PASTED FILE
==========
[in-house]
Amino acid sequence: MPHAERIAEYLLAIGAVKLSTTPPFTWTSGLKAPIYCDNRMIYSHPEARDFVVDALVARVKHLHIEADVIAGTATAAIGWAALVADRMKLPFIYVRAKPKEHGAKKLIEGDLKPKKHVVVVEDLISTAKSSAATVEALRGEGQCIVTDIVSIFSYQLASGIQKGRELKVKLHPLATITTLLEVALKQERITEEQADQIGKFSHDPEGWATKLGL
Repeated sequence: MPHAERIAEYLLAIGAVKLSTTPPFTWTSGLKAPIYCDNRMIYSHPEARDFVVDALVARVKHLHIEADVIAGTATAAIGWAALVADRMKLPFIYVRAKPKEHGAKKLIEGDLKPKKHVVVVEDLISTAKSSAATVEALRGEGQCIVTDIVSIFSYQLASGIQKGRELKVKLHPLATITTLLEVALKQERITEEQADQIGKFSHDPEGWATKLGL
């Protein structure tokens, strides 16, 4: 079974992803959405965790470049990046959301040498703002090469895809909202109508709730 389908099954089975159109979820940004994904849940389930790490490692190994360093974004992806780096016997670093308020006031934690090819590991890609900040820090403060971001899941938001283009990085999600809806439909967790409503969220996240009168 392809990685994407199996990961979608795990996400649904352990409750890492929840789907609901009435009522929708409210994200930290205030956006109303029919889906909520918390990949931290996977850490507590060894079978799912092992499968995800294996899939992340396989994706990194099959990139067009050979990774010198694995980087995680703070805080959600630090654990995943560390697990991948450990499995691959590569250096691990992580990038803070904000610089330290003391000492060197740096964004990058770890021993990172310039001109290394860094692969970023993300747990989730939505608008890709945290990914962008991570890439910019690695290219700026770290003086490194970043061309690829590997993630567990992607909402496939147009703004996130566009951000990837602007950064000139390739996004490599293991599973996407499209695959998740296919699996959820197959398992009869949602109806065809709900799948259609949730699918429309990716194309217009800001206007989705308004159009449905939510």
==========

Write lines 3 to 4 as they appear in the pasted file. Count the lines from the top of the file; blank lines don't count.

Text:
Repeated sequence: MPHAERIAEYLLAIGAVKLSTTPPFTWTSGLKAPIYCDNRMIYSHPEARDFVVDALVARVKHLHIEADVIAGTATAAIGWAALVADRMKLPFIYVRAKPKEHGAKKLIEGDLKPKKHVVVVEDLISTAKSSAATVEALRGEGQCIVTDIVSIFSYQLASGIQKGRELKVKLHPLATITTLLEVALKQERITEEQADQIGKFSHDPEGWATKLGL
């Protein structure tokens, strides 16, 4: 079974992803959405965790470049990046959301040498703002090469895809909202109508709730 389908099954089975159109979820940004994904849940389930790490490692190994360093974004992806780096016997670093308020006031934690090819590991890609900040820090403060971001899941938001283009990085999600809806439909967790409503969220996240009168 392809990685994407199996990961979608795990996400649904352990409750890492929840789907609901009435009522929708409210994200930290205030956006109303029919889906909520918390990949931290996977850490507590060894079978799912092992499968995800294996899939992340396989994706990194099959990139067009050979990774010198694995980087995680703070805080959600630090654990995943560390697990991948450990499995691959590569250096691990992580990038803070904000610089330290003391000492060197740096964004990058770890021993990172310039001109290394860094692969970023993300747990989730939505608008890709945290990914962008991570890439910019690695290219700026770290003086490194970043061309690829590997993630567990992607909402496939147009703004996130566009951000990837602007950064000139390739996004490599293991599973996407499209695959998740296919699996959820197959398992009869949602109806065809709900799948259609949730699918429309990716194309217009800001206007989705308004159009449905939510």